''This also had to do with taking measures in case of a US renouncement of containing China. And Russia stands out in this sense,'' Korkmaz told TRT World, adding that India's Russia strategy also aims to limit the deepening of Russia-Pakistan relations and the cooperation between Russia and China.
''It is very important for India to develop its capabilities. The S-400s are just one of the measures taken by New Delhi in the face of China's increasing capabilities considering the air defence system. Here, S-400s are diversification tools.''
According to Manmohan, the Indian Air Force(IAF) has a robust and professional testing organisation called ASTE, which would have evaluated all systems on offer. The system might have considered that S-400s are suitable for their weaponry.
''70 percent of the IAF weapon systems are Russian. It may be better to buy S-400s since they would have common protocols with the systems - both ground-based and airborne - already in the Air Force. This compatibility factor would have been a major cog in the decision to acquire the S-400,” he added.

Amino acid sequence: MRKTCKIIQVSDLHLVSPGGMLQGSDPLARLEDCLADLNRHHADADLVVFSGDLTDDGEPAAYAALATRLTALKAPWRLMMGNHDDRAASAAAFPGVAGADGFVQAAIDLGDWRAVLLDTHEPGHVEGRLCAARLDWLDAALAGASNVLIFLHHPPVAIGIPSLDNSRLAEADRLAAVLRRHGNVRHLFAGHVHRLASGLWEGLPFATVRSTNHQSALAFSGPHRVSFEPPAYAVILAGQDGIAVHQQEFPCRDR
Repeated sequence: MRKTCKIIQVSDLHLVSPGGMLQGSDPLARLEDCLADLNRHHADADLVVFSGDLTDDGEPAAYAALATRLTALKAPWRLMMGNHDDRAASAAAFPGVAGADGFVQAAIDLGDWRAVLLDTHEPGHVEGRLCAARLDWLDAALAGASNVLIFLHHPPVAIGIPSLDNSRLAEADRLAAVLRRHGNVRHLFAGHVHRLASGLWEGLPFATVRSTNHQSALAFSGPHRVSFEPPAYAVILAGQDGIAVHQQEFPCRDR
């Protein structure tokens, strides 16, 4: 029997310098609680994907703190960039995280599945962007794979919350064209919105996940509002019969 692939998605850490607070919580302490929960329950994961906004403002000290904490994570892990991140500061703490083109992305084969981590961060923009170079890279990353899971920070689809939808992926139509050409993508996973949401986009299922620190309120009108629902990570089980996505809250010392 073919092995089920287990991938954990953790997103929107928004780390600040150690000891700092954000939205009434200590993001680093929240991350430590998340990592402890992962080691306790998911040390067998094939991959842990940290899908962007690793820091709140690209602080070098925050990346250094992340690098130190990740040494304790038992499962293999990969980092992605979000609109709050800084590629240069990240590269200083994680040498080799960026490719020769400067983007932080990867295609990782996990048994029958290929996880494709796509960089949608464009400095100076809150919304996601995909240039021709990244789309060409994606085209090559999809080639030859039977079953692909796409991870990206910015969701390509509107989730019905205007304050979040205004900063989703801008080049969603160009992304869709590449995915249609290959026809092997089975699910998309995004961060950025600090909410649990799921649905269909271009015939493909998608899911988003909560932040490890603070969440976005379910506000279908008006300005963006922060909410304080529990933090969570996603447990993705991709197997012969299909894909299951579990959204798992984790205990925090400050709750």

Though the US has not yet directly threatened sanctions against India, as they did in the case of Turkey, there has been a significant change in the course of bilateral relations. This is largely due to the potential threat of CAATSA sanctions by Washington.
On December 14, 2020, the US declared an embargo on Turkey's Presidency of Defense Industries (SSB) under section 231 of CAATSA for signing a significant deal with Rosoboronexport - Russia’s central arms export company - to acquire the S-400 system.